Historical Thinking…or Not? Coming to Grips with our Field’s Alleged Singularity

What separates historians from those who simply consume narratives of the past? For that matter, what is the value of studying history in the twenty-first century? Answering these two questions forms much of the core of modern historical methods courses and departmental mission statements, respectively, throughout the country. For Sam Wineburg, however, the answer to both is the same: historical thinking. Not only is this unique package of intellectual software what elevates the discipline of history to its place as a respectable, even necessary, profession, it is the field’s primary export to prepare students for responsible citizenship in general. Unsurprisingly, this is far from the first time I’ve encountered “historical thinking;” Wineburg’s terminology neatly covers the content of my own methods course and conversations with history department faculty, if not the actual words used, and I’ve even talked with high school parents citing a lack of historical thinking as their children’s’ biggest obstacle to better grades in AP courses. For all this, then, I couldn’t agree more with Wineburg as to the importance of historical thinking. Yet, at the same time, I could not disagree more on one key point of his rhetoric: that historical thinking is somehow unique, or even at its core inherently historical.

First, though, let’s unpack what we mean when we talk about thinking historically. The first and most basic level of historical thinking involves the historian’s critical awareness that the perfect, accurate, true past is unreachable, and thus history as it is constantly, continuously written is our own construction, subject to analysis, revision, and argument. It is this analysis that then proves key for the rest of the package. To engage with the flow of history, we as historians deal primarily with a complex series of essentially infinite cause-and-effect relationships moving through time. To illuminate this causality, we employ context–both of events’ time and of the specific nature of sources (including assessment of bias or veracity)–and reading comprehension–which if one is going back more than a few decades must be heavily informed by context, as words and ideas evolve radically based on their cultural context.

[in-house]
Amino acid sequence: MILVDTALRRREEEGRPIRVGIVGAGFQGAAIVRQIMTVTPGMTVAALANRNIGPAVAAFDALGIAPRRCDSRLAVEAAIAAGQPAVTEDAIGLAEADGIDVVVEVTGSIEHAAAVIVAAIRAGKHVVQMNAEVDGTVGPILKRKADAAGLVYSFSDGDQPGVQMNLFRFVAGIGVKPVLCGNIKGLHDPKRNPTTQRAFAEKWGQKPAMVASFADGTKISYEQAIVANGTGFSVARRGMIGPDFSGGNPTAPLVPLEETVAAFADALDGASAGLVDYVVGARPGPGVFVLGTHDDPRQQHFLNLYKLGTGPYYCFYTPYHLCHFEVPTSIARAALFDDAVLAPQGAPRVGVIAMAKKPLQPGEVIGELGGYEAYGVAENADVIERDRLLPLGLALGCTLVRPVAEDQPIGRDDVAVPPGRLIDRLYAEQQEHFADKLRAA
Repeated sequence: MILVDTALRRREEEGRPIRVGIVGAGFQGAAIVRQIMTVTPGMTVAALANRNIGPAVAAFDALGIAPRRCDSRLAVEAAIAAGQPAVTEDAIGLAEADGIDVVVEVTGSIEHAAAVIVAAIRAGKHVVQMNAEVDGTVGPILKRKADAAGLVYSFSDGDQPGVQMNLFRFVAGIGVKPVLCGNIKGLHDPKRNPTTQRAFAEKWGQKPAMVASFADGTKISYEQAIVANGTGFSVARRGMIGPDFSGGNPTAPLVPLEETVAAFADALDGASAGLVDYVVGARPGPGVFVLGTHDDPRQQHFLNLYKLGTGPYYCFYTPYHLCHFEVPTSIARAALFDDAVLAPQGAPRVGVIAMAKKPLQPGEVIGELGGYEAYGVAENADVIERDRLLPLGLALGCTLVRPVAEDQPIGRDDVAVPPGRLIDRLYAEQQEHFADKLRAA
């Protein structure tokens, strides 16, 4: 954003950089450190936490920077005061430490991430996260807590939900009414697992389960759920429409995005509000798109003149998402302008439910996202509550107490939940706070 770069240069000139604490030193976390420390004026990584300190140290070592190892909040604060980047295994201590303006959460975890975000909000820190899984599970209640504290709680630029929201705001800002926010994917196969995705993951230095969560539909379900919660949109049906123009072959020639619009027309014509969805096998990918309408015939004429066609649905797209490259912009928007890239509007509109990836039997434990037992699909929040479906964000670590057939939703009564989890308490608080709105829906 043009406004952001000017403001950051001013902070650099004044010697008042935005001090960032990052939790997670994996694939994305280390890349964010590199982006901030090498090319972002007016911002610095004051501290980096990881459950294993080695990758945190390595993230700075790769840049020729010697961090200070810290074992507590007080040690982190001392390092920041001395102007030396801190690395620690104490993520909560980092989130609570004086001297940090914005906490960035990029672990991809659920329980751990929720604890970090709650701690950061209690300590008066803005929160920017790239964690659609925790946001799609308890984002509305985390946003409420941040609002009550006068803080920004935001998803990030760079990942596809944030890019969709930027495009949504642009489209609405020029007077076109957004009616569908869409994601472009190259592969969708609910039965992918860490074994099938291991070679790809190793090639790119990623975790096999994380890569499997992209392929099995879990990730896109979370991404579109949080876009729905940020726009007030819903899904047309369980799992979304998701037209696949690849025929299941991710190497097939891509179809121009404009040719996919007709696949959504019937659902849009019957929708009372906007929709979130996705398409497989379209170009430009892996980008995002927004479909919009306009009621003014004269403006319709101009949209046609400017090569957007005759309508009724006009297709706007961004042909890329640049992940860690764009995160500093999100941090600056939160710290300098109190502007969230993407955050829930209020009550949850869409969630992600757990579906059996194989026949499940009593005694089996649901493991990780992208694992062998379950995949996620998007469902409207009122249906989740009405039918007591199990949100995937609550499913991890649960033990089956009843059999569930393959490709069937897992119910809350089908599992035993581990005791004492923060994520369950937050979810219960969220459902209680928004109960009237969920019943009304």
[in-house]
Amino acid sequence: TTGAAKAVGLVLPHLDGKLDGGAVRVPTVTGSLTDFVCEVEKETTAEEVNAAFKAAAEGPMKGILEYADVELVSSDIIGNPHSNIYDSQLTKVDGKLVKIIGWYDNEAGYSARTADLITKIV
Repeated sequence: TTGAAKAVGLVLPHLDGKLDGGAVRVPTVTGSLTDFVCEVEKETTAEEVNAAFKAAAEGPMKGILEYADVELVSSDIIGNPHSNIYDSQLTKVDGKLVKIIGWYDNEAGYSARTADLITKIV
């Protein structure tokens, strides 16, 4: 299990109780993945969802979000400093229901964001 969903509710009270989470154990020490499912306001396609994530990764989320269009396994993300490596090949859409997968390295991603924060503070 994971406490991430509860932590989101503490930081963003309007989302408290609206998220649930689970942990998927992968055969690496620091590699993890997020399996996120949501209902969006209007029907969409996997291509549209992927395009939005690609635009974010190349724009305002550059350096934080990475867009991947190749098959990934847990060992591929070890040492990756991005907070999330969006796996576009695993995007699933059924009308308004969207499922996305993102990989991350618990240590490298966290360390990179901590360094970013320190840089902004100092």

The conditions of historical thinking as I’ve described are, well, very historical. But if we zoom out and take simply the parameters of caus-and-effect governed by time, context, and comprehension of materials, I contend that there really is nothing uniquely historical about this process at all–I might instead simply describe it as “analytical” or “logical” thinking, which takes on its own forms depending on the discipline. Is there any meaningful distinction between this and, say, a physicist attempting to develop a new experiment based on the work of their predecessors? Indeed, Wineburg very nearly agrees with me; in Why Learn History (reviewed here on Concerning History), he argues that historical knowledge is not required to engage in historical thinking. This is technically true! You do not need specific data to understand how to perform a process or equation. Yet as any good historian knows (and most of the examples in Why Learn History ironically demonstrate), historical thinking is only marginally useful if you do not have a working knowledge of the context of your subject, which both informs your comprehension and causality.

This quibble aside, it’s hard to overstate how much this package of self-aware analytical thinking is needed in modern America. Beyond my own experience with students’ worrying absence of reading and logical skills, I am in full agreement with Wineburg that more focus on the processes of intellectual strength, rather than only the content of basic knowledge, would go a long way to fostering digital literacy and combating the dismaying dominance of self-delusion we see so much of now in the third decade of the twenty-first century. Embracing the essential unknow-ability of truth can foster greater appreciation for critical thinking not only in the humanities but in the sciences (see the oft-encountered confusion over what “theory” means) and society in general. I can think of no better reason to study history and think like an historian.

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